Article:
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Re: Hardware Acceleration of MySQL
Posted by: Tyler Reed
Date: February 25, 2005 05:43PM

Thanks for the response Arjen.

You are correct in your assertions. But if you think about how a database engine works, there exist a number of potential optimizations points. First off, new FPGA's have broken the 10 million gate mark and are increasing very quickly from the logic density perspective. Alongside this, most platform FPGA's have a large amount of extremely fast, dual-port RAM embedded in the chip. If an index were placed in the FPGA (assuming it would fit), a complete index search would take about 1 or 2 clock cycles. Newer FPGA's are clocking in around 500MHz, so I leave the math to you as homework :) Also, there are valid reasons to look at RC as an option to offload and accelerate some of the traditional I/O bottlenecks found in traditional computing platforms. Imagine a soft processor with direct and simultaneous access to multiple SCSI or SATA disk drives or arrays.

Combined with algorithmic parallelism possibilities, we believe that at least doing the initial performance profiling and acceleration projections merits a closer look.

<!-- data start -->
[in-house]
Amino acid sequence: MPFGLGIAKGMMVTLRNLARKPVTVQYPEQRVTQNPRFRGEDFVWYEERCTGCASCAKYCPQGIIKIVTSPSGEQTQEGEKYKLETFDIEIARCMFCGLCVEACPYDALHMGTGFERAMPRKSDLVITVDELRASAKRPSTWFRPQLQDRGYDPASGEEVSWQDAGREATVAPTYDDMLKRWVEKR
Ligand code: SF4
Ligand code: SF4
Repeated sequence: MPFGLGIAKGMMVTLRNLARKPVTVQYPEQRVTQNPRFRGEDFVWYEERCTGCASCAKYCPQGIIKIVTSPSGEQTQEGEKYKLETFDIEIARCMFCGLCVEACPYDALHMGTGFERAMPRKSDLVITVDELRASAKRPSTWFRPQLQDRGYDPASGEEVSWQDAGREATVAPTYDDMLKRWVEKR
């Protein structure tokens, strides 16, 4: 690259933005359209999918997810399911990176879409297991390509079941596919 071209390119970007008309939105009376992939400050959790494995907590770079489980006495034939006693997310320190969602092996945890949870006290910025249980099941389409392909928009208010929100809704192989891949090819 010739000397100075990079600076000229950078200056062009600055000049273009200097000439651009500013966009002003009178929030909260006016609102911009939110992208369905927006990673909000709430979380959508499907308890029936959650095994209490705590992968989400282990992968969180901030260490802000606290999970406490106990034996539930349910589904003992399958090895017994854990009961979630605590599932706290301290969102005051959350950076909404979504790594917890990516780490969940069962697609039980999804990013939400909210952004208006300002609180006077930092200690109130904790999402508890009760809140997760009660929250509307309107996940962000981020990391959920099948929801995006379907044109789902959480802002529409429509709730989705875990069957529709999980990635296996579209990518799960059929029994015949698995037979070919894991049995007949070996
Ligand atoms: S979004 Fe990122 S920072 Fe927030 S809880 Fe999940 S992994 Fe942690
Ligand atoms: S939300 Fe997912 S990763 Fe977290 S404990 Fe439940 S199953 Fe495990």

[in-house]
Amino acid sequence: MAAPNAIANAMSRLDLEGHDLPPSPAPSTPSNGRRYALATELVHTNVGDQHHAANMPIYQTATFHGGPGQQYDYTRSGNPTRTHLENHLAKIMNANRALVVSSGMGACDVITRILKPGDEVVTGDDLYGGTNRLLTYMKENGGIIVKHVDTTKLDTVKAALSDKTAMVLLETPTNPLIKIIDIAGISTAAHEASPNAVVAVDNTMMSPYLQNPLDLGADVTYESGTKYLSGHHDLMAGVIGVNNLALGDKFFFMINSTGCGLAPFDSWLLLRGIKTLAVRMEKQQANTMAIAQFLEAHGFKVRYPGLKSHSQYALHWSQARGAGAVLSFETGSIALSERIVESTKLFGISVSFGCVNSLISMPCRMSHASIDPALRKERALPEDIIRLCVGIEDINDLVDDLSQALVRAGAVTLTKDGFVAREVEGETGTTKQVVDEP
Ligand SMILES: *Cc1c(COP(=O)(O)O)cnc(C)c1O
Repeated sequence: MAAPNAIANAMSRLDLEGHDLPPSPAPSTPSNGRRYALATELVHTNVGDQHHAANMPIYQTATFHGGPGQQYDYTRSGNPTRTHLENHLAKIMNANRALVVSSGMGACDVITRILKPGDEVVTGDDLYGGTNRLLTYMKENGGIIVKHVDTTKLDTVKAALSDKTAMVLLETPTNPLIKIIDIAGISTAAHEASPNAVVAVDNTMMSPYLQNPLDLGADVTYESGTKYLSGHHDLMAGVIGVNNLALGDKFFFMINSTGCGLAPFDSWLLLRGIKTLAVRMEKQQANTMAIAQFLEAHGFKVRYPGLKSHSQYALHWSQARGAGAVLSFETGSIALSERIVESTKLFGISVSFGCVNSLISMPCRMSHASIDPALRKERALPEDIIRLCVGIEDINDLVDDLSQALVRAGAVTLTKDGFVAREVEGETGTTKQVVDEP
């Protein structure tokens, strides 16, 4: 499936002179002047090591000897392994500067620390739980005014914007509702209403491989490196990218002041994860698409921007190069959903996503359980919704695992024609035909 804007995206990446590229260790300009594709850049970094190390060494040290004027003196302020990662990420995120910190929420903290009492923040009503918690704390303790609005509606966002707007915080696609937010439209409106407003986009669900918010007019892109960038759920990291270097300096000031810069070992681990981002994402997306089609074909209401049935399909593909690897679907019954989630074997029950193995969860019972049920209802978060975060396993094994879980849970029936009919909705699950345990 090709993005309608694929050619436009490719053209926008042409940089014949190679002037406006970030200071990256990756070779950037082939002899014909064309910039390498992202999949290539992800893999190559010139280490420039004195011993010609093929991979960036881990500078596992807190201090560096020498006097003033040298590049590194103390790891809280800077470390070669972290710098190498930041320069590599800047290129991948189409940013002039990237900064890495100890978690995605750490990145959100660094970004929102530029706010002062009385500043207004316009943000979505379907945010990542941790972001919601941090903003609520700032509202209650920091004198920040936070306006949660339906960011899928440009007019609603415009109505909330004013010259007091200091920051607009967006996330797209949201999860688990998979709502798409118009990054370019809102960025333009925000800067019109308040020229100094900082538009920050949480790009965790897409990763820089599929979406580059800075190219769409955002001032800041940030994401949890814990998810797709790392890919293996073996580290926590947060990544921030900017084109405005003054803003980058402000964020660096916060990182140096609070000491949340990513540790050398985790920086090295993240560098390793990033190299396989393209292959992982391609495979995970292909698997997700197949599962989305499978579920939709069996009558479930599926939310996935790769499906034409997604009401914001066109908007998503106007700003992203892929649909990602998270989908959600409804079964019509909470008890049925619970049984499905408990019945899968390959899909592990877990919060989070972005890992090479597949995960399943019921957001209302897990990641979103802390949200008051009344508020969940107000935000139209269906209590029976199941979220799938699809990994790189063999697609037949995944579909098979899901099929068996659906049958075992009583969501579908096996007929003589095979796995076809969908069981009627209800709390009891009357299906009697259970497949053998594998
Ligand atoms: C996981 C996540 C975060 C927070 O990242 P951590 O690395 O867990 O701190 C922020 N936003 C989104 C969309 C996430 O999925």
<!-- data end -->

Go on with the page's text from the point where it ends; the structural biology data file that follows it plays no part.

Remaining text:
What do you think?

Tyler


>>I'm just wondering whether an RDBMS would be the optimal place to play with RC.
>>Here's my thinking:
>>RDBMS bottlenecks are primarily I/O bound.
>>After good schema design and decent queries, RAM is the most interesting for caching/buffering, >>temporary tables, etc - and then of course disk I/O (with seek time being the critical point there, not >>RPMs or whatever).
>>In short, I doubt whether optimizing algorithmic functions would gain a significant benefit.
>>On the other hand, you may just see that as a challenge ;-)

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